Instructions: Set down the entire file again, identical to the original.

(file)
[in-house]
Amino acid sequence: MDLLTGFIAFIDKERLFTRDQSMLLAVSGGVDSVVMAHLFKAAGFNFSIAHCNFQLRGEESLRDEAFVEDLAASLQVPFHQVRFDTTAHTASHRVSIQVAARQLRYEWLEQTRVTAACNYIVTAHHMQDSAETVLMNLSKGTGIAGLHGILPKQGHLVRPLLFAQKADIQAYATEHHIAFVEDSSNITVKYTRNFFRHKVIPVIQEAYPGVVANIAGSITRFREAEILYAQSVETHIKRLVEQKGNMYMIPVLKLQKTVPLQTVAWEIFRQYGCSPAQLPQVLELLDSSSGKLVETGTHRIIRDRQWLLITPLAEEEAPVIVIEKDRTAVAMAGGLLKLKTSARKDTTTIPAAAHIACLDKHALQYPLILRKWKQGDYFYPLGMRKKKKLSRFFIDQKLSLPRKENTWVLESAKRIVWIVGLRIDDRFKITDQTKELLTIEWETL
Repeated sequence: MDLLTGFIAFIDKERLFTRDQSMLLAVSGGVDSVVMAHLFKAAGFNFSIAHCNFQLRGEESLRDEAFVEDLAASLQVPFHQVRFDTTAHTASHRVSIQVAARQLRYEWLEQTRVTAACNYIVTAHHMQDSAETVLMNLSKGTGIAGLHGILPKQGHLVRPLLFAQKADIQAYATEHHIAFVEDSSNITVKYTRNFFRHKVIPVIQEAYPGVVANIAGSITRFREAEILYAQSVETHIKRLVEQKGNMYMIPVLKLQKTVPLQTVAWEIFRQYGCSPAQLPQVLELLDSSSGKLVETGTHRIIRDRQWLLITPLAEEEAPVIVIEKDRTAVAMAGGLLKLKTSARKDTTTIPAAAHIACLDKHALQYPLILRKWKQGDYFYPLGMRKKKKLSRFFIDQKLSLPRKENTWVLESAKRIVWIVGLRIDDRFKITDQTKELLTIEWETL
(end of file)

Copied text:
[in-house]
Amino acid sequence: MDLLTGFIAFIDKERLFTRDQSMLLAVSGGVDSVVMAHLFKAAGFNFSIAHCNFQLRGEESLRDEAFVEDLAASLQVPFHQVRFDTTAHTASHRVSIQVAARQLRYEWLEQTRVTAACNYIVTAHHMQDSAETVLMNLSKGTGIAGLHGILPKQGHLVRPLLFAQKADIQAYATEHHIAFVEDSSNITVKYTRNFFRHKVIPVIQEAYPGVVANIAGSITRFREAEILYAQSVETHIKRLVEQKGNMYMIPVLKLQKTVPLQTVAWEIFRQYGCSPAQLPQVLELLDSSSGKLVETGTHRIIRDRQWLLITPLAEEEAPVIVIEKDRTAVAMAGGLLKLKTSARKDTTTIPAAAHIACLDKHALQYPLILRKWKQGDYFYPLGMRKKKKLSRFFIDQKLSLPRKENTWVLESAKRIVWIVGLRIDDRFKITDQTKELLTIEWETL
Repeated sequence: MDLLTGFIAFIDKERLFTRDQSMLLAVSGGVDSVVMAHLFKAAGFNFSIAHCNFQLRGEESLRDEAFVEDLAASLQVPFHQVRFDTTAHTASHRVSIQVAARQLRYEWLEQTRVTAACNYIVTAHHMQDSAETVLMNLSKGTGIAGLHGILPKQGHLVRPLLFAQKADIQAYATEHHIAFVEDSSNITVKYTRNFFRHKVIPVIQEAYPGVVANIAGSITRFREAEILYAQSVETHIKRLVEQKGNMYMIPVLKLQKTVPLQTVAWEIFRQYGCSPAQLPQVLELLDSSSGKLVETGTHRIIRDRQWLLITPLAEEEAPVIVIEKDRTAVAMAGGLLKLKTSARKDTTTIPAAAHIACLDKHALQYPLILRKWKQGDYFYPLGMRKKKKLSRFFIDQKLSLPRKENTWVLESAKRIVWIVGLRIDDRFKITDQTKELLTIEWETL